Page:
All data is stored in binary format. The format is derived from the magnetic tape on which the data was originally recorded. All records in a file have the same fixed length without control sequence. The storage unit is 8 bits per byte except for ETL2-5 whose storage unit is 6 bits per byte. Bit order is the big endian. There are 7 different formats with several character codecs depending on the dataset.
- M-type (ETL1, ETL6, ETL7), codecs: JIS X 0201, extended EBCDIC
- K-type (ETL2), codecs: CO-59, T56
- C-type (ETL3, ETL4, ETL5), codecs: JIS X 0201, extended EBCDIC, T56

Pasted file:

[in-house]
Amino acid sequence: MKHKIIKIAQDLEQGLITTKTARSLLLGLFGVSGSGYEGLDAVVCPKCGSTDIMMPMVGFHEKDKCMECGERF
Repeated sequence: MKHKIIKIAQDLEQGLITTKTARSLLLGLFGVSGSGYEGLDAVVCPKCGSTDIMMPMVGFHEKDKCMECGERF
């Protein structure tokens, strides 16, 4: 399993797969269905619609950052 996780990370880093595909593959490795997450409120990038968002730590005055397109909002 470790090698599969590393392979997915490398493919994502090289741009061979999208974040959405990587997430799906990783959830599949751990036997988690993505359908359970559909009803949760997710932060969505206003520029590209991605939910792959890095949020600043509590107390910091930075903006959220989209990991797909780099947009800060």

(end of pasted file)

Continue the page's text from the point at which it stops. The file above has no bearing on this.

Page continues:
- B-type (ETL8B), codecs: JIS X 0208
- G-type (ETL8G), codecs: JIS X 0208
- B-type (ETL9B), codecs: JIS X 0208
- G-type (ETL9G), codecs: JIS X 0208
For the convenience of browsing contents, a sample Python script for unpacking is provided.
Download this file
(unpack.zip) and extract two files (
euc_co59.dat) in the same folder. Install the necessary dependencies, and run the script by:
python3 unpack.py ETL1/ETL1C_01for example for the file
This script includes functions for extracting images and metadata with character code conversion. By the command shown above, it should produce several sets of 50-by-40 tiled images (
ETL1/ETL1C_01_??.png), character arrays corresponding to the images (
ETL1/ETL1C_01_??.txt), and a CSV file of the metadata (
ETL1/ETL1C_01.csv) in the same folder as the specified file (
ETL1/ETL1C_01). The field names are kept as the original description of the formats. This script is written in and tested with Python 3.7.
There is a user project called etlcdb-image-extractor.